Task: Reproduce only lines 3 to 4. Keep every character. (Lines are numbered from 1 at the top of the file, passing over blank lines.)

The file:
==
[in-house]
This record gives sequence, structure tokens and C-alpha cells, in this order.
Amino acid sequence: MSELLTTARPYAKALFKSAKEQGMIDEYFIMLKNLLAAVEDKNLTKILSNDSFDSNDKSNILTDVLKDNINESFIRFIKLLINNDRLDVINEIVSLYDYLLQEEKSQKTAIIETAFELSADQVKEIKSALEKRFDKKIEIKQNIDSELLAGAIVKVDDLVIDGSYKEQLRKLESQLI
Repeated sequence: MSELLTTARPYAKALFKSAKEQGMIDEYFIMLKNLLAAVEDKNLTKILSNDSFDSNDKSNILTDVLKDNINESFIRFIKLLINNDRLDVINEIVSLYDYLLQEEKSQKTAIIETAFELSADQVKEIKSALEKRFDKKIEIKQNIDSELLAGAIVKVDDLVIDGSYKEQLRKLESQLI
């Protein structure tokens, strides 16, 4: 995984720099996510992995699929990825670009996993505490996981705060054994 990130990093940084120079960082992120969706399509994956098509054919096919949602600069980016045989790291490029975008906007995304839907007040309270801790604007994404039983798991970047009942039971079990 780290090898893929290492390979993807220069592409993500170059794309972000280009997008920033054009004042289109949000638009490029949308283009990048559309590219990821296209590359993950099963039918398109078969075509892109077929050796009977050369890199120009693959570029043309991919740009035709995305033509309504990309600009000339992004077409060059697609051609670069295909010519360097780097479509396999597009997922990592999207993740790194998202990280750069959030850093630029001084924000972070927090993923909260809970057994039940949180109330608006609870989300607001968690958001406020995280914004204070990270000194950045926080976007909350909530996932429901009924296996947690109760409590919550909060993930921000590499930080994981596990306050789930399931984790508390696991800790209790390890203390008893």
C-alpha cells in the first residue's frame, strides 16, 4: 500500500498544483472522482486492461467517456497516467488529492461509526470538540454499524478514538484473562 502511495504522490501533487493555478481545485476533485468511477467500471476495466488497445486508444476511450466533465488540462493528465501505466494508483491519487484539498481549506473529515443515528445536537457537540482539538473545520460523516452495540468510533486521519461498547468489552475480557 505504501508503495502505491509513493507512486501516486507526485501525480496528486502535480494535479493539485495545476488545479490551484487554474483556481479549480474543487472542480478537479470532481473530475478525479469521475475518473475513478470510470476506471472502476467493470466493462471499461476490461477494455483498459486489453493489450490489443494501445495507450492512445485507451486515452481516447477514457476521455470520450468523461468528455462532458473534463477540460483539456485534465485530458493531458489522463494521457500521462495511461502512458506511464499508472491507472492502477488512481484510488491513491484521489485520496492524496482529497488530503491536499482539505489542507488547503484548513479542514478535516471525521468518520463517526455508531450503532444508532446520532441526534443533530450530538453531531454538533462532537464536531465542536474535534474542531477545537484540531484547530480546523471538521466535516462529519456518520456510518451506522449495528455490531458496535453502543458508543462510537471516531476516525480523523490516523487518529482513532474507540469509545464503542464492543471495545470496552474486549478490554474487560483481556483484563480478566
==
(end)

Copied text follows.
Amino acid sequence: MSELLTTARPYAKALFKSAKEQGMIDEYFIMLKNLLAAVEDKNLTKILSNDSFDSNDKSNILTDVLKDNINESFIRFIKLLINNDRLDVINEIVSLYDYLLQEEKSQKTAIIETAFELSADQVKEIKSALEKRFDKKIEIKQNIDSELLAGAIVKVDDLVIDGSYKEQLRKLESQLI
Repeated sequence: MSELLTTARPYAKALFKSAKEQGMIDEYFIMLKNLLAAVEDKNLTKILSNDSFDSNDKSNILTDVLKDNINESFIRFIKLLINNDRLDVINEIVSLYDYLLQEEKSQKTAIIETAFELSADQVKEIKSALEKRFDKKIEIKQNIDSELLAGAIVKVDDLVIDGSYKEQLRKLESQLI